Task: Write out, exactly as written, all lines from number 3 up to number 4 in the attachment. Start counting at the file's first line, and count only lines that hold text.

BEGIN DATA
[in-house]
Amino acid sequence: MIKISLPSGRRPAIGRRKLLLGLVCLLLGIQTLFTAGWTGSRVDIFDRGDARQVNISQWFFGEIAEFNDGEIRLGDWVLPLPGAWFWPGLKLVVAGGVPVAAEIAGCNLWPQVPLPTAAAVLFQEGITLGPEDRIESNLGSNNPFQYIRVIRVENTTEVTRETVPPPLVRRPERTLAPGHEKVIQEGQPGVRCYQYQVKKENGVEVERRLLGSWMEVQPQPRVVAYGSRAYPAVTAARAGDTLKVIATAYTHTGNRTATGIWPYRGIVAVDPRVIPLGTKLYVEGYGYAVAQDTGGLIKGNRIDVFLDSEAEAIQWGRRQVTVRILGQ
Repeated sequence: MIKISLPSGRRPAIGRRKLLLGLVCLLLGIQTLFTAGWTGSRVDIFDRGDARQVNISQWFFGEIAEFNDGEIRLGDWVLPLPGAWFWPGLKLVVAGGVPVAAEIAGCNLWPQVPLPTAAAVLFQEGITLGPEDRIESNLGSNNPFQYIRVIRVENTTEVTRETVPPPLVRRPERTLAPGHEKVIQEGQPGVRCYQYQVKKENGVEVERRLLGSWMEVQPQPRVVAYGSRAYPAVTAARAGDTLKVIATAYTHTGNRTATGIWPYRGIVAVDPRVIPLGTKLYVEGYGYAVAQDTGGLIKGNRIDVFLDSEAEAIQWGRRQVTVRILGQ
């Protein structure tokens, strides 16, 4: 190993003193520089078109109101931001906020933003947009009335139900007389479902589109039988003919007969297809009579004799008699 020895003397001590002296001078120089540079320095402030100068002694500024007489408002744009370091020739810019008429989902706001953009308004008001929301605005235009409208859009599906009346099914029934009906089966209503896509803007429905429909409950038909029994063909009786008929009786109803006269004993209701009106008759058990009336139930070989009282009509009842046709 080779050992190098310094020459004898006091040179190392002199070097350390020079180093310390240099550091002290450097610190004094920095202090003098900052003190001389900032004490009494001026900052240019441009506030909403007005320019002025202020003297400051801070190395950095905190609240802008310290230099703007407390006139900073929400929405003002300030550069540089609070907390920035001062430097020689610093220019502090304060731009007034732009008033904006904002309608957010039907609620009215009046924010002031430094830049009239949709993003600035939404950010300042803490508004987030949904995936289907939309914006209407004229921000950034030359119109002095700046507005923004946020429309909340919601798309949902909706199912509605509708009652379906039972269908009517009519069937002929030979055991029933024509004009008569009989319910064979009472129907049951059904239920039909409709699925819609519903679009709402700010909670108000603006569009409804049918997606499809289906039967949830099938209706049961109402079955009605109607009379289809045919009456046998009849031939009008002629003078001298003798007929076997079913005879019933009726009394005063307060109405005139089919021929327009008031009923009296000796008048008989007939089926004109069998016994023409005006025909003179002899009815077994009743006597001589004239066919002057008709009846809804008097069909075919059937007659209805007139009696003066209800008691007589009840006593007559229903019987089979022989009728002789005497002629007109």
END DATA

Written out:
Repeated sequence: MIKISLPSGRRPAIGRRKLLLGLVCLLLGIQTLFTAGWTGSRVDIFDRGDARQVNISQWFFGEIAEFNDGEIRLGDWVLPLPGAWFWPGLKLVVAGGVPVAAEIAGCNLWPQVPLPTAAAVLFQEGITLGPEDRIESNLGSNNPFQYIRVIRVENTTEVTRETVPPPLVRRPERTLAPGHEKVIQEGQPGVRCYQYQVKKENGVEVERRLLGSWMEVQPQPRVVAYGSRAYPAVTAARAGDTLKVIATAYTHTGNRTATGIWPYRGIVAVDPRVIPLGTKLYVEGYGYAVAQDTGGLIKGNRIDVFLDSEAEAIQWGRRQVTVRILGQ
């Protein structure tokens, strides 16, 4: 190993003193520089078109109101931001906020933003947009009335139900007389479902589109039988003919007969297809009579004799008699 020895003397001590002296001078120089540079320095402030100068002694500024007489408002744009370091020739810019008429989902706001953009308004008001929301605005235009409208859009599906009346099914029934009906089966209503896509803007429905429909409950038909029994063909009786008929009786109803006269004993209701009106008759058990009336139930070989009282009509009842046709 080779050992190098310094020459004898006091040179190392002199070097350390020079180093310390240099550091002290450097610190004094920095202090003098900052003190001389900032004490009494001026900052240019441009506030909403007005320019002025202020003297400051801070190395950095905190609240802008310290230099703007407390006139900073929400929405003002300030550069540089609070907390920035001062430097020689610093220019502090304060731009007034732009008033904006904002309608957010039907609620009215009046924010002031430094830049009239949709993003600035939404950010300042803490508004987030949904995936289907939309914006209407004229921000950034030359119109002095700046507005923004946020429309909340919601798309949902909706199912509605509708009652379906039972269908009517009519069937002929030979055991029933024509004009008569009989319910064979009472129907049951059904239920039909409709699925819609519903679009709402700010909670108000603006569009409804049918997606499809289906039967949830099938209706049961109402079955009605109607009379289809045919009456046998009849031939009008002629003078001298003798007929076997079913005879019933009726009394005063307060109405005139089919021929327009008031009923009296000796008048008989007939089926004109069998016994023409005006025909003179002899009815077994009743006597001589004239066919002057008709009846809804008097069909075919059937007659209805007139009696003066209800008691007589009840006593007559229903019987089979022989009728002789005497002629007109």